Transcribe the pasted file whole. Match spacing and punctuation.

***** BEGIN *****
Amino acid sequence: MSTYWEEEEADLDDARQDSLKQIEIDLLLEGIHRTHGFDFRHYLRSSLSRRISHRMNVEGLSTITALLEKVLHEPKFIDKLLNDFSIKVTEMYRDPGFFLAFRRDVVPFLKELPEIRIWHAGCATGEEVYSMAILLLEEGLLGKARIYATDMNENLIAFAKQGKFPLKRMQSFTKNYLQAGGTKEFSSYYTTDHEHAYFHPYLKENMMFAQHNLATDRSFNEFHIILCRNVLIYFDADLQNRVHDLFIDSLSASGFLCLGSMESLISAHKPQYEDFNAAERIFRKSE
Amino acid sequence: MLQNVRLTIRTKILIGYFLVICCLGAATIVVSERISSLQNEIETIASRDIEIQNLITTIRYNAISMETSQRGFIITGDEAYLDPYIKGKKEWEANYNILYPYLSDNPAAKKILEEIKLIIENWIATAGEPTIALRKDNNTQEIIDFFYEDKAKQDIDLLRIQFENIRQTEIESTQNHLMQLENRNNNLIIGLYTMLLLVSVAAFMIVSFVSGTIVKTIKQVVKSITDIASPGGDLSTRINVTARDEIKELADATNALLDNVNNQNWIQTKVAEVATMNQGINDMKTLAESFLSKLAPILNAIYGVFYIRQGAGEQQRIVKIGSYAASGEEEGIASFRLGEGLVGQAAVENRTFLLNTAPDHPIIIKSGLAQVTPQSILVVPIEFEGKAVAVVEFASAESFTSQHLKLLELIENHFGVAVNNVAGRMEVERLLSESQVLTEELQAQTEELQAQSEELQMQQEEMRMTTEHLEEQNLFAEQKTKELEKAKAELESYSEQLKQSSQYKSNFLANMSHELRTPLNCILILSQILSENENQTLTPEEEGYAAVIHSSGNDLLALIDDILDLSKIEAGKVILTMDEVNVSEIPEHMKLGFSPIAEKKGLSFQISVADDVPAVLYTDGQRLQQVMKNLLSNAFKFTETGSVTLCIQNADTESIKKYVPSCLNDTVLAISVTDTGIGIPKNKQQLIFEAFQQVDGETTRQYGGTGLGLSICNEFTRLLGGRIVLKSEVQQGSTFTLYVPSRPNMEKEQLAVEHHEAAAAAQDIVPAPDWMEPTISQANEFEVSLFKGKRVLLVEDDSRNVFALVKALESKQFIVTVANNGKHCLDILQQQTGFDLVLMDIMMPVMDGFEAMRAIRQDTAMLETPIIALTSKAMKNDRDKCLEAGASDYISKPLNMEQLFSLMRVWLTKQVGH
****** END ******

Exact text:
Amino acid sequence: MSTYWEEEEADLDDARQDSLKQIEIDLLLEGIHRTHGFDFRHYLRSSLSRRISHRMNVEGLSTITALLEKVLHEPKFIDKLLNDFSIKVTEMYRDPGFFLAFRRDVVPFLKELPEIRIWHAGCATGEEVYSMAILLLEEGLLGKARIYATDMNENLIAFAKQGKFPLKRMQSFTKNYLQAGGTKEFSSYYTTDHEHAYFHPYLKENMMFAQHNLATDRSFNEFHIILCRNVLIYFDADLQNRVHDLFIDSLSASGFLCLGSMESLISAHKPQYEDFNAAERIFRKSE
Amino acid sequence: MLQNVRLTIRTKILIGYFLVICCLGAATIVVSERISSLQNEIETIASRDIEIQNLITTIRYNAISMETSQRGFIITGDEAYLDPYIKGKKEWEANYNILYPYLSDNPAAKKILEEIKLIIENWIATAGEPTIALRKDNNTQEIIDFFYEDKAKQDIDLLRIQFENIRQTEIESTQNHLMQLENRNNNLIIGLYTMLLLVSVAAFMIVSFVSGTIVKTIKQVVKSITDIASPGGDLSTRINVTARDEIKELADATNALLDNVNNQNWIQTKVAEVATMNQGINDMKTLAESFLSKLAPILNAIYGVFYIRQGAGEQQRIVKIGSYAASGEEEGIASFRLGEGLVGQAAVENRTFLLNTAPDHPIIIKSGLAQVTPQSILVVPIEFEGKAVAVVEFASAESFTSQHLKLLELIENHFGVAVNNVAGRMEVERLLSESQVLTEELQAQTEELQAQSEELQMQQEEMRMTTEHLEEQNLFAEQKTKELEKAKAELESYSEQLKQSSQYKSNFLANMSHELRTPLNCILILSQILSENENQTLTPEEEGYAAVIHSSGNDLLALIDDILDLSKIEAGKVILTMDEVNVSEIPEHMKLGFSPIAEKKGLSFQISVADDVPAVLYTDGQRLQQVMKNLLSNAFKFTETGSVTLCIQNADTESIKKYVPSCLNDTVLAISVTDTGIGIPKNKQQLIFEAFQQVDGETTRQYGGTGLGLSICNEFTRLLGGRIVLKSEVQQGSTFTLYVPSRPNMEKEQLAVEHHEAAAAAQDIVPAPDWMEPTISQANEFEVSLFKGKRVLLVEDDSRNVFALVKALESKQFIVTVANNGKHCLDILQQQTGFDLVLMDIMMPVMDGFEAMRAIRQDTAMLETPIIALTSKAMKNDRDKCLEAGASDYISKPLNMEQLFSLMRVWLTKQVGH